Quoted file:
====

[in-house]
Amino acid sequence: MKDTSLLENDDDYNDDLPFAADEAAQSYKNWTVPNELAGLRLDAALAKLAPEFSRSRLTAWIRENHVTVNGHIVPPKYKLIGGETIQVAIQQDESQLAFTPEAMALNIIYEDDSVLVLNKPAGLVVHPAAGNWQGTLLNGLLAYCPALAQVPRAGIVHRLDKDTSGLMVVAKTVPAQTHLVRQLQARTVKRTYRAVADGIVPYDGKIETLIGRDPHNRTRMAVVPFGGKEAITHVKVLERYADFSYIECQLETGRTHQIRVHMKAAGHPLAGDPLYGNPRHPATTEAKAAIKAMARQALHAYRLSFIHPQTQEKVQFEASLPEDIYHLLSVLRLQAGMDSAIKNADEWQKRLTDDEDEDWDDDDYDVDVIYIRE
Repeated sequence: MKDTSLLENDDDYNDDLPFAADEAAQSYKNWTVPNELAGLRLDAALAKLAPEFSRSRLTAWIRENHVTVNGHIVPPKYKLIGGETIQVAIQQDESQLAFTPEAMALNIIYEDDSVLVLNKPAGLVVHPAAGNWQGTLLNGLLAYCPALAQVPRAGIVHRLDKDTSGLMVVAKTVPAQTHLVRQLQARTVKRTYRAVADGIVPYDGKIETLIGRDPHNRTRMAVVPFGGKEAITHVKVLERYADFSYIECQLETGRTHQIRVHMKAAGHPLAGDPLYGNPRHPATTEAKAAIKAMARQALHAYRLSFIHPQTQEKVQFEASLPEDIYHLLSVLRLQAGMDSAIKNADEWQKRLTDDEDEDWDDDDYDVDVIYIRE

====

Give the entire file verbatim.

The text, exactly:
[in-house]
Amino acid sequence: MKDTSLLENDDDYNDDLPFAADEAAQSYKNWTVPNELAGLRLDAALAKLAPEFSRSRLTAWIRENHVTVNGHIVPPKYKLIGGETIQVAIQQDESQLAFTPEAMALNIIYEDDSVLVLNKPAGLVVHPAAGNWQGTLLNGLLAYCPALAQVPRAGIVHRLDKDTSGLMVVAKTVPAQTHLVRQLQARTVKRTYRAVADGIVPYDGKIETLIGRDPHNRTRMAVVPFGGKEAITHVKVLERYADFSYIECQLETGRTHQIRVHMKAAGHPLAGDPLYGNPRHPATTEAKAAIKAMARQALHAYRLSFIHPQTQEKVQFEASLPEDIYHLLSVLRLQAGMDSAIKNADEWQKRLTDDEDEDWDDDDYDVDVIYIRE
Repeated sequence: MKDTSLLENDDDYNDDLPFAADEAAQSYKNWTVPNELAGLRLDAALAKLAPEFSRSRLTAWIRENHVTVNGHIVPPKYKLIGGETIQVAIQQDESQLAFTPEAMALNIIYEDDSVLVLNKPAGLVVHPAAGNWQGTLLNGLLAYCPALAQVPRAGIVHRLDKDTSGLMVVAKTVPAQTHLVRQLQARTVKRTYRAVADGIVPYDGKIETLIGRDPHNRTRMAVVPFGGKEAITHVKVLERYADFSYIECQLETGRTHQIRVHMKAAGHPLAGDPLYGNPRHPATTEAKAAIKAMARQALHAYRLSFIHPQTQEKVQFEASLPEDIYHLLSVLRLQAGMDSAIKNADEWQKRLTDDEDEDWDDDDYDVDVIYIRE